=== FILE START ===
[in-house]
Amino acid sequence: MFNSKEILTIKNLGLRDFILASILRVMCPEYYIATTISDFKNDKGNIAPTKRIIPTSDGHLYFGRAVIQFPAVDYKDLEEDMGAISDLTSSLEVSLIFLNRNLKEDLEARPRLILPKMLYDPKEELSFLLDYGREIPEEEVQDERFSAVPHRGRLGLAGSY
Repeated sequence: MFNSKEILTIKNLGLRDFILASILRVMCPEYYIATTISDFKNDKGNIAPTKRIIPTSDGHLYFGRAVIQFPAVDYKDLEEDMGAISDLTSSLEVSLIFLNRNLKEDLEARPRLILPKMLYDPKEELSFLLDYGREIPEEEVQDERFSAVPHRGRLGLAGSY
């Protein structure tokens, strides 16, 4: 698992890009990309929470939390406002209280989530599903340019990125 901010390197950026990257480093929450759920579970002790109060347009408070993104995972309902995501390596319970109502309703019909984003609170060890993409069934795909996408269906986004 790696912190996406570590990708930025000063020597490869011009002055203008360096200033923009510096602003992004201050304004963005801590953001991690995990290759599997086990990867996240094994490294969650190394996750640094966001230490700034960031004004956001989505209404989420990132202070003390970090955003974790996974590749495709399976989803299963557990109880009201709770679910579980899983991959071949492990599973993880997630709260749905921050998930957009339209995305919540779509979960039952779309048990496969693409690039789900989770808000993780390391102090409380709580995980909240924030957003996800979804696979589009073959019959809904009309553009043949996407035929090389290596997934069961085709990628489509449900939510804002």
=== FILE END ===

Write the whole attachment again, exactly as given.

[in-house]
Amino acid sequence: MFNSKEILTIKNLGLRDFILASILRVMCPEYYIATTISDFKNDKGNIAPTKRIIPTSDGHLYFGRAVIQFPAVDYKDLEEDMGAISDLTSSLEVSLIFLNRNLKEDLEARPRLILPKMLYDPKEELSFLLDYGREIPEEEVQDERFSAVPHRGRLGLAGSY
Repeated sequence: MFNSKEILTIKNLGLRDFILASILRVMCPEYYIATTISDFKNDKGNIAPTKRIIPTSDGHLYFGRAVIQFPAVDYKDLEEDMGAISDLTSSLEVSLIFLNRNLKEDLEARPRLILPKMLYDPKEELSFLLDYGREIPEEEVQDERFSAVPHRGRLGLAGSY
């Protein structure tokens, strides 16, 4: 698992890009990309929470939390406002209280989530599903340019990125 901010390197950026990257480093929450759920579970002790109060347009408070993104995972309902995501390596319970109502309703019909984003609170060890993409069934795909996408269906986004 790696912190996406570590990708930025000063020597490869011009002055203008360096200033923009510096602003992004201050304004963005801590953001991690995990290759599997086990990867996240094994490294969650190394996750640094966001230490700034960031004004956001989505209404989420990132202070003390970090955003974790996974590749495709399976989803299963557990109880009201709770679910579980899983991959071949492990599973993880997630709260749905921050998930957009339209995305919540779509979960039952779309048990496969693409690039789900989770808000993780390391102090409380709580995980909240924030957003996800979804696979589009073959019959809904009309553009043949996407035929090389290596997934069961085709990628489509449900939510804002």